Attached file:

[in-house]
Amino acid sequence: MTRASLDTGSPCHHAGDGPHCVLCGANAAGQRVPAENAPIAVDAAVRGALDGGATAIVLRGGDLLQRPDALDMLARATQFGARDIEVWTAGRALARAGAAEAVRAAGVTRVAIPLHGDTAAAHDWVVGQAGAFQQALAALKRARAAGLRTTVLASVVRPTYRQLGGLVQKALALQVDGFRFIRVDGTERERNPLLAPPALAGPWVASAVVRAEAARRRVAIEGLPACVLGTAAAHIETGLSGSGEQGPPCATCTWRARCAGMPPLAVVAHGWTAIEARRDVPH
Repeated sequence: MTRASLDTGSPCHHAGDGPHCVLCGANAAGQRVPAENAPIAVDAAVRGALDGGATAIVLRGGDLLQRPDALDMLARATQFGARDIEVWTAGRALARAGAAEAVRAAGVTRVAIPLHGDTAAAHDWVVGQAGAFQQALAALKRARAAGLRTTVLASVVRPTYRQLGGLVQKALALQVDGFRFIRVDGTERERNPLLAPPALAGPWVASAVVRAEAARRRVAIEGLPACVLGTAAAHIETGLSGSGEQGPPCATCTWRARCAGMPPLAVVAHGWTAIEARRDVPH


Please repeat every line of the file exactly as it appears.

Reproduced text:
[in-house]
Amino acid sequence: MTRASLDTGSPCHHAGDGPHCVLCGANAAGQRVPAENAPIAVDAAVRGALDGGATAIVLRGGDLLQRPDALDMLARATQFGARDIEVWTAGRALARAGAAEAVRAAGVTRVAIPLHGDTAAAHDWVVGQAGAFQQALAALKRARAAGLRTTVLASVVRPTYRQLGGLVQKALALQVDGFRFIRVDGTERERNPLLAPPALAGPWVASAVVRAEAARRRVAIEGLPACVLGTAAAHIETGLSGSGEQGPPCATCTWRARCAGMPPLAVVAHGWTAIEARRDVPH
Repeated sequence: MTRASLDTGSPCHHAGDGPHCVLCGANAAGQRVPAENAPIAVDAAVRGALDGGATAIVLRGGDLLQRPDALDMLARATQFGARDIEVWTAGRALARAGAAEAVRAAGVTRVAIPLHGDTAAAHDWVVGQAGAFQQALAALKRARAAGLRTTVLASVVRPTYRQLGGLVQKALALQVDGFRFIRVDGTERERNPLLAPPALAGPWVASAVVRAEAARRRVAIEGLPACVLGTAAAHIETGLSGSGEQGPPCATCTWRARCAGMPPLAVVAHGWTAIEARRDVPH